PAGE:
The experience marked another turning point for him, he says.
“It was weird,” he says. “Very weird, because it was my first time in the system. After that, it was nonstop.”
A cell in the Hamilton County Youth CenterNick Swartsell
In the years since Muhammad first spent time in the Youth Center, the juvenile justice system has changed somewhat.
These days, young people picked up by police or brought by guardians enter the large, angular Hamilton County Youth Center in Mount Auburn from a lower level and take Elevator 4 to the first floor, where they are booked into the facility’s secure northern side.
On the southern side, there are two courtrooms and a battery of psychological assessment units where court clinicians and others work to keep some family behavioral issues from hitting court dockets and assess young people already there for competency to stand trial and mental health issues.
In many ways, the secure side of the facility is much like you would expect a detention facility to be. Guards in a central security kiosk monitor video feeds from across the huge facility and buzz staff and visitors through double sets of locked doors. The construction is cinder block, the interior spartan and white.
Brian Bell is the director of detention here. He wears a crisp suit, sports neatly cropped hair and has just a hint of a twang when he speaks.
On a recent tour of the facility, Bell runs through the procedure when a young person is brought in.
First, a county clerk — one of several working at cinder block cubicles here on the first floor — will review police reports and determine whether the county has probable cause to hold the young person. The youth is also asked whether they are injured, ill, under the influence or pregnant — all conditions that could result in being taken to the hospital instead of held in the Youth Center.
Youth are also assessed for risk of suicide — the last at the Youth Center was in 1985 — and if they are found to be at high risk, they are monitored by detention facility staff every four or five minutes via a system where guards must push a button just outside the window into a youth’s cell. If the button isn’t pushed within that time frame, the central security kiosk is alerted. Lower-risk youth are monitored in person every 14 to 15 minutes.
The probable cause determination that happens early in the intake process is important. In 2014, the Children’s Law Center sued Hamilton County over allegations it was holding young people in violation of their constitutional rights to due process. The suit cited two particular cases in which juveniles were held for more than 20 days in the Youth Center without probable cause determinations, but the CLC also sought to make the legal challenge a class-action suit, citing the 2,340 youth detained at the center the prior year.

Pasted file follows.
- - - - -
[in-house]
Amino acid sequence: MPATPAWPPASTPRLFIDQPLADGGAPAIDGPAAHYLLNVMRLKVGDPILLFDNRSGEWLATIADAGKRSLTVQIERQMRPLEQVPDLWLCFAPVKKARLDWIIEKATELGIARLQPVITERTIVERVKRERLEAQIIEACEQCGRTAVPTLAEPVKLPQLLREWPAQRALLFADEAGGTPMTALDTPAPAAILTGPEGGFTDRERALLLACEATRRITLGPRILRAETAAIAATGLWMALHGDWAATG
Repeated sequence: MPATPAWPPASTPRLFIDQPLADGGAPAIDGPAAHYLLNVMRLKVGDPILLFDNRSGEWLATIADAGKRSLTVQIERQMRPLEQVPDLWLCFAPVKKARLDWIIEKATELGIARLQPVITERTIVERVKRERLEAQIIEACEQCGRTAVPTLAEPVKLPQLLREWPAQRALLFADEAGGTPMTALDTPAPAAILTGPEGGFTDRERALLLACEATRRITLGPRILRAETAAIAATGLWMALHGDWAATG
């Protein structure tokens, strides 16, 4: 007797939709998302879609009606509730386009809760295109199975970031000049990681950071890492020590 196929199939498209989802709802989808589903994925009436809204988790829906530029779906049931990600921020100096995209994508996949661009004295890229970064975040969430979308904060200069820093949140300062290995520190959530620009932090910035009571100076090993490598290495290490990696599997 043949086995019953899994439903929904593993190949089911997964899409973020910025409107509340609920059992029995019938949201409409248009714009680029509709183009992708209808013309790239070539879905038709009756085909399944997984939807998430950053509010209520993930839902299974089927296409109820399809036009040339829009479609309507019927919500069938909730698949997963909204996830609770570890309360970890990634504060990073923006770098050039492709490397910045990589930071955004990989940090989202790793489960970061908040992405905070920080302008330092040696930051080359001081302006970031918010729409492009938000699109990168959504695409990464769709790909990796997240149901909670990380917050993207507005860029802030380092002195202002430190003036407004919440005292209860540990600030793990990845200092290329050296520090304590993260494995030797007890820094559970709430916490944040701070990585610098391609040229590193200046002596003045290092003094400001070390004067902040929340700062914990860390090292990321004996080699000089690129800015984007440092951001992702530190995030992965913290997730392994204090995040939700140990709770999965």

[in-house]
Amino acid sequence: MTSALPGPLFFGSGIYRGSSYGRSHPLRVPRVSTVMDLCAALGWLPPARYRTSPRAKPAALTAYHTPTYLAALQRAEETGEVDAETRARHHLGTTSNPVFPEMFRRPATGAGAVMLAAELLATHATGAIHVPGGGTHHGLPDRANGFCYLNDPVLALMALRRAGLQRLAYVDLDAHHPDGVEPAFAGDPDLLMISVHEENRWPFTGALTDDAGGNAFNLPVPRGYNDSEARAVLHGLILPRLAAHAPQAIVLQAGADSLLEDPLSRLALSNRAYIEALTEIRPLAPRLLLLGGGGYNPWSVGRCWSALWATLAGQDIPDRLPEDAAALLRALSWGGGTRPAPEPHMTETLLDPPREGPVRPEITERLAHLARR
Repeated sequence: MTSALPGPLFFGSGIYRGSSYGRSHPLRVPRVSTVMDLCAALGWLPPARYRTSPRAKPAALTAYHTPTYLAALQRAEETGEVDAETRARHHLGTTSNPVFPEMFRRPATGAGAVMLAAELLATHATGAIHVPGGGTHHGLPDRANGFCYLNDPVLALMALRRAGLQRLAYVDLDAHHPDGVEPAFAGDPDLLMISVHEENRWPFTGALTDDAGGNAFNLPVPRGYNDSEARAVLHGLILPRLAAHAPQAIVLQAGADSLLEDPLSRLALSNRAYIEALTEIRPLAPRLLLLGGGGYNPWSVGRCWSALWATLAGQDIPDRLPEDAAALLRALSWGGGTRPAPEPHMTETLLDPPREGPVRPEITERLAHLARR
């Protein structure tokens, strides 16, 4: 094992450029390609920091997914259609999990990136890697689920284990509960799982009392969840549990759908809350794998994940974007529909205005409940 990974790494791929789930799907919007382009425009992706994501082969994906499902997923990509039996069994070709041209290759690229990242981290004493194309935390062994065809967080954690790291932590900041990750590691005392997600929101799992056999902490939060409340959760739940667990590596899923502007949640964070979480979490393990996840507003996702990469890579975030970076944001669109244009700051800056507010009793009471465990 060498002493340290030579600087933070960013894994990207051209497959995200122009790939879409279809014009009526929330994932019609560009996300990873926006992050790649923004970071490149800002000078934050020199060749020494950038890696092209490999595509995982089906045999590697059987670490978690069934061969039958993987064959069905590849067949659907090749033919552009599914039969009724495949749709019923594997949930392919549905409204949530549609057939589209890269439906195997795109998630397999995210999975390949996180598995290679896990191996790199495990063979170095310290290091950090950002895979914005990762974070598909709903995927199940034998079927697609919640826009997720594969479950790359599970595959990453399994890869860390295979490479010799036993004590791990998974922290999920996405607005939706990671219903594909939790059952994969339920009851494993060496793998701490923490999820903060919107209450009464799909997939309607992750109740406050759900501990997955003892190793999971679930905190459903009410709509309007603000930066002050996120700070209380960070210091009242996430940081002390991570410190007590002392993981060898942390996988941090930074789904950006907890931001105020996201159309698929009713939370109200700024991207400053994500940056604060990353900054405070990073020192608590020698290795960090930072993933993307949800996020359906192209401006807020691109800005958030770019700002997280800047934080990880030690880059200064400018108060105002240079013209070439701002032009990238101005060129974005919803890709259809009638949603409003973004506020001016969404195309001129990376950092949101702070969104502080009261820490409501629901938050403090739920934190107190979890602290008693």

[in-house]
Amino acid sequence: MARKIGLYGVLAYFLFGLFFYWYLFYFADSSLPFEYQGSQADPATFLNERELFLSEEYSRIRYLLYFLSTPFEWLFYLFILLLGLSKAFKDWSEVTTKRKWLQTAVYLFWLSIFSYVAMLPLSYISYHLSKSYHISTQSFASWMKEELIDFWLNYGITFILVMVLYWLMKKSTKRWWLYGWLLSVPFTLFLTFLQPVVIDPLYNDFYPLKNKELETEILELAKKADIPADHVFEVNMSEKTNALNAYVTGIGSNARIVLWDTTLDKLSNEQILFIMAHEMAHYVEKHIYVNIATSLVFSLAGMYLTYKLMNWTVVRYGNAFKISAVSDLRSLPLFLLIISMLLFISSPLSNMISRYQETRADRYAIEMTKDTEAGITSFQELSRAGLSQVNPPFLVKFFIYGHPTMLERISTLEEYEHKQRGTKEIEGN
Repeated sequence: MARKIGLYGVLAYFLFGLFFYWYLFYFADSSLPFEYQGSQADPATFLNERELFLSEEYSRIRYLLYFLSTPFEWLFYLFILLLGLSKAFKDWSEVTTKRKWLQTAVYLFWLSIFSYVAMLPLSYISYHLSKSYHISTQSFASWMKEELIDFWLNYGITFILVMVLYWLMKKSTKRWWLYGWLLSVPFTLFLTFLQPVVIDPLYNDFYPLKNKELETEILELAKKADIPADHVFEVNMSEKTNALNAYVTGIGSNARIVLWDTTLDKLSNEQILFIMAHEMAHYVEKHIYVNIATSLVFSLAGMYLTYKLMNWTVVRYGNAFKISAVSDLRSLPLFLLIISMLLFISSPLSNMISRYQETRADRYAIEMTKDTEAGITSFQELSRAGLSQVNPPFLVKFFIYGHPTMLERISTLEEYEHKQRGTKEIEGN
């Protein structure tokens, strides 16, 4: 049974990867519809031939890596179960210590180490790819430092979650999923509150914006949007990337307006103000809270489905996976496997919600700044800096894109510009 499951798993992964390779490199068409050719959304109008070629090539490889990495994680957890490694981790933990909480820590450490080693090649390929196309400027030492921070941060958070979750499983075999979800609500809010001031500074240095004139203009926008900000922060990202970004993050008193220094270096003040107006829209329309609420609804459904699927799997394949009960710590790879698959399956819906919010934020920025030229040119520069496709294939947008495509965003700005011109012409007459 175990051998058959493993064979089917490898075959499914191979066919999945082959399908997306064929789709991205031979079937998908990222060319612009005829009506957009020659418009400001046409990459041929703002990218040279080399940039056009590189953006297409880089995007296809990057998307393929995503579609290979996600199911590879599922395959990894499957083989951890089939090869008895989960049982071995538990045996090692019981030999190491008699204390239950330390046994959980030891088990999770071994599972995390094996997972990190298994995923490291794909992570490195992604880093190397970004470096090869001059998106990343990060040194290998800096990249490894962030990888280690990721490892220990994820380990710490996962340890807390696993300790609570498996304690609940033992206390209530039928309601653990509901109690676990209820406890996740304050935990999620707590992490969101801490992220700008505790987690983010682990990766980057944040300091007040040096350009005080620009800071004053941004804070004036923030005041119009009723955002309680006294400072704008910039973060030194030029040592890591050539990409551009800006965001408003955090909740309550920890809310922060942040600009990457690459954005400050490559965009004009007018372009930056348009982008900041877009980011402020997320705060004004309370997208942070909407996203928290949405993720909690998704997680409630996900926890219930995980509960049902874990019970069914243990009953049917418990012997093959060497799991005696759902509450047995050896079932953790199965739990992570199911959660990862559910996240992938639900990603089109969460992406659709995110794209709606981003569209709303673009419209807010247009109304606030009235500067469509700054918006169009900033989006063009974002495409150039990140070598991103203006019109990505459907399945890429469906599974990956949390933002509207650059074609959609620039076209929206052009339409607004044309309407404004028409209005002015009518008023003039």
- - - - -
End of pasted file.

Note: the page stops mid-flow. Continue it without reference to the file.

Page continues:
The suit also cited statistics from the U.S. Department of Justice’s Office of Juvenile Justice and Delinquency Prevention that suggested that black children in Hamilton County were almost 10 times more likely to be arrested in 2013 than white children and more than two times as likely to be placed in detention.
As a result of the lawsuit, the county juvenile court agreed to make significant changes in its intake processes, including new processes for warrants issued for youth, more training for clerks at the Youth Center, the creation of an on-duty magistrate position available 24 hours a day, seven days a week to weigh in on probable cause and other changes.
The county also has a new risk-assessment tool called RAI developed last year in collaboration with youth advocates, nonprofits, the prosecutor’s office and others to better determine when a child can be safely diverted from detention. That computerized assessment tool considers age, offense history, seriousness of the current alleged offense, whether parents or guardians are available, whether there are diversion options open and a number of other details.
“We try to divert and cite as often as possible,” Bell says. “Twenty years ago, you’d have a high percentage (of kids staying here). We had 200 kids as our everyday population. Now, based on movements to not detain low-level offenders, we have 82 people here today.”
County officials can choose to override the RAI — either in favor of diversion, or the other way around — holding youth they believe pose too steep a risk to release.
If there is probable cause to hold someone, the youth will be cited and given a plea hearing date. They are then admitted, given jumpsuits and slippers issued by the Youth Center, searched fully and given the opportunity to shower.
There are also myriad health care options available at the Youth Center, including two nurses from Cincinnati Children’s Hospital available 24 hours a day, a part-time dental clinic and mental health care. All youth held in the Youth Center also attend classes instructed by CPS teachers from 8:30 a.m. to 2:30 p.m. each day.
A garden at the Hamilton County Youth CenterNick Swartsell